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Home :: Skin Disorders

Chilblains - Causes, Symptoms and Treatment

 

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Chilblains are a painful abnormal reaction of the small blood vessels in the skin when exposed to cold temperatures. An episode of chilblains usually clears up within seven to 14 days. The cause of chilblains isn't known. But blood tests in some people with chilblains may reveal abnormal proteins that tend to sludge in cold temperatures. Chilblains usually occur on the smaller toes. However, it can occur on the fingers, face and the nose. Chilblains are itchy and/or tender red or purple bumps that occur as a reaction to cold. Chilblains are common. It is thought that about 1 in 10 people in the UK get chilblains at some stage in their life. The condition is also known as pernio and is a localised form of vasculitis. Tight shoes can also contribute by irritating and pressing on the skin of the toes, especially the little toe. They tend to occur on the 'extremities' that more easily become cold. That is, the toes, fingers, nose, and earlobes. Chilblains does not usually cause permanent injury, but can result in severe damage if left untreated. Some patients have reported a sensitivity to cold in the affected area, long after the condition has healed. A chilblain can chap, crack, or ulcerate; and then is known as a kibe.

Damage to the tissues from the effects of the cold result in chilblains and this condition is quite similar to frostbite in this respect. It is seen most often in young people who have Raynaud's syndrome and people who are exposed to damp, cold weather. Chilblains are not very common in countries where the cold is more extreme as the air is drier. The living conditions and clothing used in these climates are protective. Chilblains are more likely to develop in those with poor peripheral circulation i.e. blue-red mottled skin on the limbs. Chilblains are painful but they cause little or no permanent impairment. The speed (rate) of temperature change may play a part. Some people get chilblains if they warm up cold skin too quickly. For example, with a hot water bottle or by sitting very close to a fire. Not everyone exposed to cold and damp conditions will develop chilblains, which leads some researchers to believe that those who do are overly sensitive to changes in weather and temperature. A chilblain may also occur on a pressure bearing area such as a bunion. They can be prevented by keeping the feet and hands warm in cold weather.

Causes of Chilblains

The comman causes of Chilblains include the following:

  • Chilblains are usually caused by an abnormal reaction of the body to the cold.
  • If the skin is chilled and then followed by too rapid warming such as a gas fire, a chilblain may develop.
  • Chilblains are more common in those that are just more susceptible to them - the reasons for this are not entirely clear.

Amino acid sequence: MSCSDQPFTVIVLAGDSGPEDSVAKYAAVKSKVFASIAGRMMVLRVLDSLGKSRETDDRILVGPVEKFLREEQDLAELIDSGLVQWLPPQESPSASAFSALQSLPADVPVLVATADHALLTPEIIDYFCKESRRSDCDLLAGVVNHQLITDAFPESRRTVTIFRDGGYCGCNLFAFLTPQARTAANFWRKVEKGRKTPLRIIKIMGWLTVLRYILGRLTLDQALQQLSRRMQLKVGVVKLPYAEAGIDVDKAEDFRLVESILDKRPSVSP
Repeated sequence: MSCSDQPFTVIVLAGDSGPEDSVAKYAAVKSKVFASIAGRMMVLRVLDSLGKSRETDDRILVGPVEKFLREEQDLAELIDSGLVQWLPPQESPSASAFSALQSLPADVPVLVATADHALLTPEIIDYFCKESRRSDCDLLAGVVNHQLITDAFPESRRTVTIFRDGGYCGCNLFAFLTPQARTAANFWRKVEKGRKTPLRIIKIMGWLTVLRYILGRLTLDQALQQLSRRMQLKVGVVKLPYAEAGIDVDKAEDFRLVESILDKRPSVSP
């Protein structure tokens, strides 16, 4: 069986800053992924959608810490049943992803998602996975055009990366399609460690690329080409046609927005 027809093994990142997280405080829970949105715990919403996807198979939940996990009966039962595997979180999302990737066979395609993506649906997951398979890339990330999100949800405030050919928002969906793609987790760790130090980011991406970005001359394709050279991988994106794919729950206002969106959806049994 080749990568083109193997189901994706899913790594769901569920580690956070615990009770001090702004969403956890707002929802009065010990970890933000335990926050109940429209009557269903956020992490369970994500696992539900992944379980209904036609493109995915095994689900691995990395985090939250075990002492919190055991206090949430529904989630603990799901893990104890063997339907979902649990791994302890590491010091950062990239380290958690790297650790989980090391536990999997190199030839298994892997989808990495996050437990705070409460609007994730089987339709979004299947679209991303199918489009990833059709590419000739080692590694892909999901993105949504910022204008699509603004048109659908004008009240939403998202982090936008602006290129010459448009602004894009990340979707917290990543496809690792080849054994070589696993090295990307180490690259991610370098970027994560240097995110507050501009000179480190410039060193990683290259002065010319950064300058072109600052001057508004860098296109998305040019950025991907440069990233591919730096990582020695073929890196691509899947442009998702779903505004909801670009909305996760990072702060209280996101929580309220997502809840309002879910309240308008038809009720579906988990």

• Poor nutrition.
  • Hormonal changes and some connective tissue and bone marrow disorders.
  • Young adults who work outdoors or in cold conditions, such as butchers, are also at risk.
  • People who have poor circulation, an inadequate diet, or an allergic response to low temperatures are vulerable to chilblains.
  • Other contributing factors include dietary, hormonal imbalance and people who suffer from anemia.

Symptoms of Chilblains

Some sign and symptoms related to Chilblains are as follows:

  • Chilblains appear as small itchy, red areas on the skin.
  • In some cases the skin over a chilblain may blister which may delay healing.
  • Possible secondary infection.
  • Finger skin inflammation.
  • The chilblain may become ulcerated and infected.
  • Chilblains become increasingly painful as they get congested and take on a dark blue appearance.
  • A burning sensation on the skin.
  • Ulceration, in severe cases.
  • Toe skin inflammation.
  • The affected area is swollen.
  • Sometimes the skin breaks down to leave a small ulcer which is prone to infection.

Treatment of Chilblains

Here is list of the methods for treating Chilblains:

  • A potent topical steroid applied accurately for a few days may relieve itch and swelling.
  • Avoid scratching.
  • Calamine lotion.
  • Medication is sometimes used to prevent chilblains in people who have recurring chilblains.
  • A drug called nifedipine can dilate (open wide) the small blood vessels and may help to prevent chilblains.
  • Corticosteroid creams to relieve itching and swelling.
  • Topical steroid creams can help.
  • Lanolin or similar, rubbed into the feet, will help retain body heat.
  • Treating broken skin on chilblain with topical antibiotic cream.
  • The best treatment is to avoid having the chilblain problem in the first place by - wearing proper protection against the cold.